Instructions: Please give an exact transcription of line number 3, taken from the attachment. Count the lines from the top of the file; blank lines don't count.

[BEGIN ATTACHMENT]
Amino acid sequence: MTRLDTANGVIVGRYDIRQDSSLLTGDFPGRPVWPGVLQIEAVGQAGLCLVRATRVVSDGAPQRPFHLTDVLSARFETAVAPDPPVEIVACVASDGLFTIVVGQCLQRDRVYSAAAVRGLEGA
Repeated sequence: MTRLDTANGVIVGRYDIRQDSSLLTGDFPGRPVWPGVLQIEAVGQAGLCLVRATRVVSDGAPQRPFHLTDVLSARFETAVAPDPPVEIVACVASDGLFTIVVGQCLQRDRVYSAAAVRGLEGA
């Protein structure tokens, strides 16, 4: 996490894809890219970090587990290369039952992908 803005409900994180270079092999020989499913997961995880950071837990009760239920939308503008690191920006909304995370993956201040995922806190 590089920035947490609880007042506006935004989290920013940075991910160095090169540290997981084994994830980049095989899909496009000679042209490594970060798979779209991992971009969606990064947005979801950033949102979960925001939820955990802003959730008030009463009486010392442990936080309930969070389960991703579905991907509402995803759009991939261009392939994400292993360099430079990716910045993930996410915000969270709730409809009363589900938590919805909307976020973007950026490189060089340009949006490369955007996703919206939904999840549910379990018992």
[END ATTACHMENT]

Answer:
């Protein structure tokens, strides 16, 4: 996490894809890219970090587990290369039952992908 803005409900994180270079092999020989499913997961995880950071837990009760239920939308503008690191920006909304995370993956201040995922806190 590089920035947490609880007042506006935004989290920013940075991910160095090169540290997981084994994830980049095989899909496009000679042209490594970060798979779209991992971009969606990064947005979801950033949102979960925001939820955990802003959730008030009463009486010392442990936080309930969070389960991703579905991907509402995803759009991939261009392939994400292993360099430079990716910045993930996410915000969270709730409809009363589900938590919805909307976020973007950026490189060089340009949006490369955007996703919206939904999840549910379990018992």